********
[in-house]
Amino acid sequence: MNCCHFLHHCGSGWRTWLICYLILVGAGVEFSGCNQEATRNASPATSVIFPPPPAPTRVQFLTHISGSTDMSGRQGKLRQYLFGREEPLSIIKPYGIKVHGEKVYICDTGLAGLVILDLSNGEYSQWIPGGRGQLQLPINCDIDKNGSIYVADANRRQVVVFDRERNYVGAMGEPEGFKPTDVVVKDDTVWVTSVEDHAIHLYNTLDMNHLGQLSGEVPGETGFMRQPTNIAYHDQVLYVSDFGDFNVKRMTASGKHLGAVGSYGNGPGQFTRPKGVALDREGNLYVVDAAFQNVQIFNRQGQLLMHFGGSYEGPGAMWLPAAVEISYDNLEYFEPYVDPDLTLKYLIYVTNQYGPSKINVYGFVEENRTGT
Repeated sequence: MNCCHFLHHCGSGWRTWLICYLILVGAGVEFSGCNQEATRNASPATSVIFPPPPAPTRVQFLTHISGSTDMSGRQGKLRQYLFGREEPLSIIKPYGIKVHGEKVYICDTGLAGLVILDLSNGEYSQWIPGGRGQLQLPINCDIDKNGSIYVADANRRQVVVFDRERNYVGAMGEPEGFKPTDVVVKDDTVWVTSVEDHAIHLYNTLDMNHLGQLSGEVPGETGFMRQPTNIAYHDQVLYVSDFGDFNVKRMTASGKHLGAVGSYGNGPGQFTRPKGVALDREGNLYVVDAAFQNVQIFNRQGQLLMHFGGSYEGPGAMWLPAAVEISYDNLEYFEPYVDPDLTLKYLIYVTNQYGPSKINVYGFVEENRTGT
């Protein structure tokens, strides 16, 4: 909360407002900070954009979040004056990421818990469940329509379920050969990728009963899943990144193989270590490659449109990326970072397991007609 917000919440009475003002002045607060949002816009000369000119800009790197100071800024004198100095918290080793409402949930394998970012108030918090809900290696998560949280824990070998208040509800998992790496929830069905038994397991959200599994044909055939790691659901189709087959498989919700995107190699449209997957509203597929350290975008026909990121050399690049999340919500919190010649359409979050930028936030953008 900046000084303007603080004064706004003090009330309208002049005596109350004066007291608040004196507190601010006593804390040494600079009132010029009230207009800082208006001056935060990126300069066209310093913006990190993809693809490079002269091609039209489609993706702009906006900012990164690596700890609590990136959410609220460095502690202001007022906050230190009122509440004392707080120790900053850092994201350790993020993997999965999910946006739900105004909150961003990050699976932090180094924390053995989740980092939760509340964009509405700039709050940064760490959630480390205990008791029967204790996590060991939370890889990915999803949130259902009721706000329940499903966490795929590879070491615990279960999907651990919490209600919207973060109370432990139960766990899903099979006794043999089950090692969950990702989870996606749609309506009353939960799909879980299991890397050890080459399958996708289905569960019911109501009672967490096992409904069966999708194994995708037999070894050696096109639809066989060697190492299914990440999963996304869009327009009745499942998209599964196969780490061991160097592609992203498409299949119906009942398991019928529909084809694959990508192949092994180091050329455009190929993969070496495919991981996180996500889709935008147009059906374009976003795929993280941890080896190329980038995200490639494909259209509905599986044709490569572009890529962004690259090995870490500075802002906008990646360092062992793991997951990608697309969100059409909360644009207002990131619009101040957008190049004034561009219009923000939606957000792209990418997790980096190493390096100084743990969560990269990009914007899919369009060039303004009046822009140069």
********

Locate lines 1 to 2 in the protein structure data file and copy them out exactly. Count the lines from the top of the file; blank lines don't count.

[in-house]
Amino acid sequence: MNCCHFLHHCGSGWRTWLICYLILVGAGVEFSGCNQEATRNASPATSVIFPPPPAPTRVQFLTHISGSTDMSGRQGKLRQYLFGREEPLSIIKPYGIKVHGEKVYICDTGLAGLVILDLSNGEYSQWIPGGRGQLQLPINCDIDKNGSIYVADANRRQVVVFDRERNYVGAMGEPEGFKPTDVVVKDDTVWVTSVEDHAIHLYNTLDMNHLGQLSGEVPGETGFMRQPTNIAYHDQVLYVSDFGDFNVKRMTASGKHLGAVGSYGNGPGQFTRPKGVALDREGNLYVVDAAFQNVQIFNRQGQLLMHFGGSYEGPGAMWLPAAVEISYDNLEYFEPYVDPDLTLKYLIYVTNQYGPSKINVYGFVEENRTGT